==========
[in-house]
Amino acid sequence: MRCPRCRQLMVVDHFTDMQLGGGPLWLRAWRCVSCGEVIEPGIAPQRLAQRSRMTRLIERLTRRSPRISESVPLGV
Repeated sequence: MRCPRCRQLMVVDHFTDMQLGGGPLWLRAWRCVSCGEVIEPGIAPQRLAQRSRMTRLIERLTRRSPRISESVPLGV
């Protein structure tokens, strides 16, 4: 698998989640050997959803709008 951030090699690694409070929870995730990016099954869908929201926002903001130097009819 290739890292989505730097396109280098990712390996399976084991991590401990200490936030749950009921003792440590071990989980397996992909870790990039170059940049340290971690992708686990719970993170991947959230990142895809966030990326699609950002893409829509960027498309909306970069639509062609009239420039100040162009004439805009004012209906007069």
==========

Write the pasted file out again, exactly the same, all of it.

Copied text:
[in-house]
Amino acid sequence: MRCPRCRQLMVVDHFTDMQLGGGPLWLRAWRCVSCGEVIEPGIAPQRLAQRSRMTRLIERLTRRSPRISESVPLGV
Repeated sequence: MRCPRCRQLMVVDHFTDMQLGGGPLWLRAWRCVSCGEVIEPGIAPQRLAQRSRMTRLIERLTRRSPRISESVPLGV
């Protein structure tokens, strides 16, 4: 698998989640050997959803709008 951030090699690694409070929870995730990016099954869908929201926002903001130097009819 290739890292989505730097396109280098990712390996399976084991991590401990200490936030749950009921003792440590071990989980397996992909870790990039170059940049340290971690992708686990719970993170991947959230990142895809966030990326699609950002893409829509960027498309909306970069639509062609009239420039100040162009004439805009004012209906007069």